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Dear Friends, Recently I received a note from a patient under our care which included this quote this from Ralph Waldo Emerson: “…To appreciate beauty, to find the best in others; to leave the world a bit better, whether it be by a healthy child, a garden patch or a redeemed social condition; to know even one life has breathed easier because you have lived. This is to have succeeded.” I can’t think of a more apt sentiment as Family Hospice and Palliative Care marks 35 years of caring for the community. As the need for expert end-oflife care continues to grow, and we with it, it’s worth remembering what defines our community. Our community is ageless. Generations tread common ground, be it a grieving child or a 97-year-old man comforted by some sunshine and fresh air. Our community relies on the support of many – staff, volunteers, donors – all partners in caring for patients and families. Through our education and outreach efforts, Family Hospice continues to inform and engage others in learning about hospice and end-of-life issues. Our community’s geographic reach extends well beyond its’ early South Hills roots. Family Hospice today serves patients and families in nine counties in Western Pennsylvania and will soon expand to 23. Candlelight Companion volunteers sit vigil with Family Hospice patients on behalf of loved ones who may be spread across the country and unable to be present at their loved one’s bedside. Simply put, our community is defined by a shared belief – that quality, compassionate care at end of life is necessary to living fully and well. You receive this newsletter because you are part of our community. Whether you have invited us into your home, supported programs and services with your donated time and financial resources, or partnered with us in the care of patients and families, take pride, as I do, in 35 years as a community committed to the kind of success that Emerson celebrates. Gratefully,

Barbara Ivanko President & CEO This newsletter is published two times annually. Permission must be granted for reprinting of articles that appear here. Please direct questions, comments and/or requests to to Lynn Helbling Sirinek at 412-572-8874 or lhsirinek@familyhospicepa.org Go Green! If you would prefer to receive your copy of our newsletter via e-mail, sign up from the home page of our website or contact Lynn Helbling Sirinek as indicated above.

35Years of Service Continued from cover page

who was a nurse with Family Hospice for many years. Carol and Sr. Alma often collaborated in the care of patients. “She taught me to improvise. Being part of the hospice team really gives you confidence in that way,” Carol reflects. Improvisation took many forms over the course of 35 years. As the need for services and resources grew, so did the role of the volunteer. Carol laughs when she talks about selling cheesecakes from the back of a truck in the parking lot at the old Family Hospice offices as a fundraiser. Throughout the years, she has been called upon to decorate, stuff envelopes and tend to critically ill pediatric patients. Carol is not alone in her versatility. She marvels at the many talents volunteers continue to bring to bear in the care of patients and families, including music, reiki and pet therapy. “I believe that diverse people are drawn to hospice because dying is a universal experience. That’s what makes it so special,” says Carol. Family Hospice marks its 35th anniversary on November 12 at the South Hills Country Club, where we will honor Carol Sayers Vockel, our longest-serving volunteer. The “We Are Family” celebration features guests from the 1970s Pittsburgh Pirates family, including Steve Blass, Manny Sanguillen, Kent Tekulve and Greg Brown in a roundtable conversation. ROOT Sports’ Paul Alexander moderates. Contact Christine Jamison at 412-572-8812 for tickets.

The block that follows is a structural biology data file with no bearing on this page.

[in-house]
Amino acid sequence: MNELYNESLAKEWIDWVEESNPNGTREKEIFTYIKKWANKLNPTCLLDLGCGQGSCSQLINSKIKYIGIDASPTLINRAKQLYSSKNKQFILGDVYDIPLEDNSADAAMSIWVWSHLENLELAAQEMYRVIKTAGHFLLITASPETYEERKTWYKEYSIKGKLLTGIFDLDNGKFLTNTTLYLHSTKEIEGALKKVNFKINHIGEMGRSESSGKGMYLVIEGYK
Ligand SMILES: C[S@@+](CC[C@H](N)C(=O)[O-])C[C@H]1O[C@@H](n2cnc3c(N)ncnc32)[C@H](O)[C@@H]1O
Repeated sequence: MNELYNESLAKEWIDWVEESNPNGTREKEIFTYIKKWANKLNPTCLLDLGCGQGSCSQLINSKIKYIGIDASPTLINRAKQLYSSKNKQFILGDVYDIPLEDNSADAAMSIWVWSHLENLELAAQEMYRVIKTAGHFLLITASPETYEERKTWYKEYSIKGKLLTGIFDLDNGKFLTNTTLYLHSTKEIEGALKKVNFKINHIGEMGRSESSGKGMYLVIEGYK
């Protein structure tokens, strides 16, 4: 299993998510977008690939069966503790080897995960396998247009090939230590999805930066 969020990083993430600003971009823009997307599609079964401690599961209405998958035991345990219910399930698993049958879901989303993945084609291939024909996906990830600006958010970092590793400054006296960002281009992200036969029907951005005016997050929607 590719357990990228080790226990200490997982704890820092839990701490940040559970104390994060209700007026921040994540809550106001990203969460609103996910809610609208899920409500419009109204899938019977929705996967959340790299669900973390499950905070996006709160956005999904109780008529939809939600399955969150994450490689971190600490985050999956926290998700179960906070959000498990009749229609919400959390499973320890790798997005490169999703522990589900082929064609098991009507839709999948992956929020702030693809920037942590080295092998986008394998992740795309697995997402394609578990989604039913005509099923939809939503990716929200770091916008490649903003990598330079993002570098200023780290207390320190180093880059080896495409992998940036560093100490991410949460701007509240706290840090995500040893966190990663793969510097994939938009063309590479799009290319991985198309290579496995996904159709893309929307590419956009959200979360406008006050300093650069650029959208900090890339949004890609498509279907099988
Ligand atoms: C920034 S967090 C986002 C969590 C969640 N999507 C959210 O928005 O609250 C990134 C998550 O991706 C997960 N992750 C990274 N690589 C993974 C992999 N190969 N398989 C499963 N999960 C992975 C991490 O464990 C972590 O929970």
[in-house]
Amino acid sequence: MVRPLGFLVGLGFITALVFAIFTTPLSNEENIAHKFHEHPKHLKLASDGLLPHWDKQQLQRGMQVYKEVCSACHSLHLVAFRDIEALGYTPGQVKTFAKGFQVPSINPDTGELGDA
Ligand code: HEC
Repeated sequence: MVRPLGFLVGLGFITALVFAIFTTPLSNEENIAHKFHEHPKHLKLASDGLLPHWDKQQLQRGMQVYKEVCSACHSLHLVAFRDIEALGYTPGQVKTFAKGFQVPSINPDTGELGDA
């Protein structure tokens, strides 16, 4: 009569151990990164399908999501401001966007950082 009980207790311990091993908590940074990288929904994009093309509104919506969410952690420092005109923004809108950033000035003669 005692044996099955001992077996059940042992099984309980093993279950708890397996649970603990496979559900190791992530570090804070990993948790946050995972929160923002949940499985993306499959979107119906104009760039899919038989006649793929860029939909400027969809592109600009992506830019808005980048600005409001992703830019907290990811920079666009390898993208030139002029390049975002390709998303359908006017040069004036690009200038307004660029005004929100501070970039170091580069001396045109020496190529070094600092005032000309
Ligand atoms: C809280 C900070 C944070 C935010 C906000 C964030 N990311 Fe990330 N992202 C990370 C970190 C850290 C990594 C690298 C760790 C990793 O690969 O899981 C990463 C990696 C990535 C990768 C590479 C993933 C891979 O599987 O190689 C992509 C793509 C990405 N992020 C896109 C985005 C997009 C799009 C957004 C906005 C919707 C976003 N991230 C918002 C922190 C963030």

Remember Family Hospice 171 on you United Way pledge

Medicare Proposes Reimbursement to Physicians for Advance Care Planning Conversations Pulitzer Prize-winning columnist Ellen Goodman founded The Conversation Project in 2012 as a grass roots campaign with the goal of having every person’s end-of-life wishes expressed and respected. She offered her perspective on what is lacking in healthcare in a recent interview with Healthcare.com: “We need to realize that Americans face the healthcare system with two conflicting fears: one is that they won’t get the care they need and the other is that they’ll get care they don’t want,” said Goodman. In 1983, the Medicare hospice benefit was established to provide reimbursement for specialized end-of-life care. It was an historic measure in increasing access to this expertise for those facing life-limiting illness. It seems Medicare is prepared to advance the cause of improving end-of-life care again. Earlier this year, The Centers for Medicare and Medicaid Services (CMS) proposed a plan to fund unlimited end-of-life care conversations for patients and their caregivers – not just physicians, but nurse practitioners and assistants as well. CMS is expected to release final rules for this new opportunity in November 2015, with launch scheduled for January 2016. Why does this matter? Family Hospice and Palliative Care President and CEO Barbara Ivanko explains, “Reimbursement for these important and complex